Objective: The objective of this analysis was to determine if there were differences in ventricular reverse remodeling and 6-month outcome with cardiac resynchronization therapy (CRT) among specific subgroups enrolled in the Multicenter InSync Randomized Clinical Evaluation (MIRACLE) Study.
Background: Analysis of major subgroups receiving CRT is important in determining who may be most likely to benefit, since all patients who receive CRT do not demonstrate improvement.
Methods: Differences in response to CRT between subgroups based on baseline echocardiographic parameters, New York Heart Association (NYHA) class, age, gender, beta blocker use, and etiology of heart failure (HF) were analyzed for the clinical end points of the study as well as 6-month HF re-hospitalization or death.
Results: The benefit of CRT over control was similar in all subgroups with respect to all clinical endpoints. However, non-ischemic HF patients had greater improvements with CRT compared to ischemic HF patients in left ventricular end diastolic volume (P < 0.001) and ejection fraction (EF) (6.7% increase vs. 3.2% [P < 0.001]). Greater improvements in EF were also seen in those patients with less severe baseline mitral regurgitation (MR) (P < 0.001). Women but not men receiving CRT were more likely to be event-free from first HF hospitalization or death compared to the control group (Hazard Ratio = 0.157).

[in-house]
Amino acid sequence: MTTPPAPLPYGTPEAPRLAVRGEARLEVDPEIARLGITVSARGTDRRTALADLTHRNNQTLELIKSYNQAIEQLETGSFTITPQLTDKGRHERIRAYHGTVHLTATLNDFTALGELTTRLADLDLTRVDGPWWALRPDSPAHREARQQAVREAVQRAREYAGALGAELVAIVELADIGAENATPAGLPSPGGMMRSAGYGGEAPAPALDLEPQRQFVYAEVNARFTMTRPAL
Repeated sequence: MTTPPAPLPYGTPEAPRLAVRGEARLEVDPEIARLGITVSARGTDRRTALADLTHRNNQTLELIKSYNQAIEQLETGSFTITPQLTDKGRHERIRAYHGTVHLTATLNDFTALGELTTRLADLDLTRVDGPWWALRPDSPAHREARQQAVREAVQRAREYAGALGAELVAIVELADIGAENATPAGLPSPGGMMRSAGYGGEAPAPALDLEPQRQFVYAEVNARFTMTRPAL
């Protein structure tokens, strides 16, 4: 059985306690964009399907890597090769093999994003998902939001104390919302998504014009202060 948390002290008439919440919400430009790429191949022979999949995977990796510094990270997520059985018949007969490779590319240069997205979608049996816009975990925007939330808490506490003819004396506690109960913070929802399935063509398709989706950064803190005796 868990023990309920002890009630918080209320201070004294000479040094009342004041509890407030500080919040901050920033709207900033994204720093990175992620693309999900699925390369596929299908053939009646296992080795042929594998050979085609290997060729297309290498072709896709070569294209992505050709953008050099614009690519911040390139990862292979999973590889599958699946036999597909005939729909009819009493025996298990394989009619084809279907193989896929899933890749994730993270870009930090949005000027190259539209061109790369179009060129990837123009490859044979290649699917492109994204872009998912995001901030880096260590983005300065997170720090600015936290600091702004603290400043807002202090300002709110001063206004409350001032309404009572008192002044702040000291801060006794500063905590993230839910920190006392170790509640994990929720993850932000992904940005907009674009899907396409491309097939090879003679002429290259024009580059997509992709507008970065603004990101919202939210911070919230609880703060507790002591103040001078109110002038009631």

Conclusions: The benefits of CRT with respect to EF and reverse remodeling were greater in patients with non-ischemic HF and less severe MR. Women may also derive more benefit than men with respect to the occurrence of HF hospitalization or death.